Who pays for the bank holiday Monday air traffic control chaos?

Plane Talk: ‘There is no mechanism by which airlines can seek financial compensation directly from Nats,’ says aviation minister

Simon Calder
Travel Correspondent
Wednesday 06 September 2023 12:54 BST
Delayed passengers at Gatwick during the bank holiday chaos
Delayed passengers at Gatwick during the bank holiday chaos (AFP)

“Last week 2,000 flights were cancelled because of Nats’s inability to process flight plans, and a quarter of a million passengers were grounded” – so said Lord Young, a former Conservative transport secretary, in the House of Lords on Tuesday afternoon.

George Young, as he was known in John Major’s government, pointed out: “When airlines are responsible for delays, they must pay compensation to the passenger and pay for alternative flights, accommodation and food.

“When Nats is responsible for delays, no compensation is payable at all – and, worse, the airlines have to pick up the bill for alternative flights, food and accommodation, which, in this case, was £100m.

“Both Nats and the airlines are commercial companies – Nats had a profit of £150m last year. So is not the differential compensation between Nats, on the one hand, and airlines, on the other, wholly indefensible?”

I followed the debate with interest; not from the airlines’ perspective, but from the traveller’s point of view.

During the delays and cancellations on the bank holiday Monday, passengers immediately faced extreme price rises for alternative transport and for hotels anywhere near airports.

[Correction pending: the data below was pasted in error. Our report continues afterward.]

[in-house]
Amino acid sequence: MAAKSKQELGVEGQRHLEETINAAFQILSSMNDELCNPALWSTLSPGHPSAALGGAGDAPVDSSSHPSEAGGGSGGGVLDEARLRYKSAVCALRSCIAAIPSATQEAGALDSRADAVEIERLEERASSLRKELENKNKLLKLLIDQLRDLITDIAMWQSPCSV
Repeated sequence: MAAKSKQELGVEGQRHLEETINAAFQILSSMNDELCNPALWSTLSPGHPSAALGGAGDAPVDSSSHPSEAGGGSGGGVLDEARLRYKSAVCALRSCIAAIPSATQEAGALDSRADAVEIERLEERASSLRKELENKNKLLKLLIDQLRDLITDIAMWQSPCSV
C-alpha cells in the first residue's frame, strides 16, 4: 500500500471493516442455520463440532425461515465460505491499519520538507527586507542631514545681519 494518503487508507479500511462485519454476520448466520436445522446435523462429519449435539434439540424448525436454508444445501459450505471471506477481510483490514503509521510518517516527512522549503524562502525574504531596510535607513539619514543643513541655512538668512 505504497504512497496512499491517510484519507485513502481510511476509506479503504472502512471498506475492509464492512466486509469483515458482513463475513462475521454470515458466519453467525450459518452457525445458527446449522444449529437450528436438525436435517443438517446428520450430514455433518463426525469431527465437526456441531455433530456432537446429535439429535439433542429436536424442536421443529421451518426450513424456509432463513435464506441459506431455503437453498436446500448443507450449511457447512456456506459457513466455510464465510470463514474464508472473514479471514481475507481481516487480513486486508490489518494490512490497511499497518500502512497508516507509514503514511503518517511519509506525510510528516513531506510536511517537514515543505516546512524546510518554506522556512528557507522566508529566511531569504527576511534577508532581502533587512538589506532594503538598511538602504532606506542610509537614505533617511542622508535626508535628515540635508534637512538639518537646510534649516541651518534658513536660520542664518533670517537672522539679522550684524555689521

Under present arrangements, all those costs are passed on to airlines. The basic rule is: an airline that cancels a flight for any reason, including issues completely beyond its control, must meet all claims for transportation, accommodation and meals.

Because the airlines have an unavoidable obligation to recompense passengers, the failure put a huge administrative burden on the airlines.

For just one of the 300 flights cancelled by a single airline, Ryanair, the carrier could face 100 separate claims, each with multiple elements, to be assessed, possibly queried and paid. No prizes to whom those heavy costs involved will be passed on, if Nats does not pay: the passenger.

The aviation minister, Baroness Vere, made it clear the airlines would not be able to claim from Nats.

She said: “There is no mechanism by which airlines can seek financial compensation directly from Nats in this circumstance.”

But Nats could pay for its failure later, the minister added. “There are incentives for Nats linked to its performance; failure to reach target levels may incur penalties and reduce the charges paid by airlines,” she said.

“There is also a mechanism to reduce charges in subsequent years to the airlines because of poor performance. However, I would say that the event that happened was, thankfully, very rare; nothing similar had been seen for over 10 years. Therefore, we are very grateful for the work that the airlines did, and we worked closely with them to repatriate people as necessary.”

Labour’s Lord Berkeley weighed in, pointing out: “If a passenger is delayed on a train, they can claim compensation from the train operator, which in turn can claim from Network Rail, the infrastructure manager, if it caused the delay.

“It seems to me that Nats and Network Rail are very similar – they are infrastructure managers – so what is the difference between compensation if you are on a train or on a plane?”

The minister rejected the comparison. Baroness Vere concluded: “I think all noble Lords must agree that the system failed safely. We are in agreement that at no point was there a risk to life and that shows that the system is working.”

The UK’s record on aviation safety is, thankfully, astonishingly good. The last fatal accident involving a British jet aircraft was in the 1980s. But while no one ever wants to take safety for granted, the passenger would like to take air-traffic control resilience for granted.

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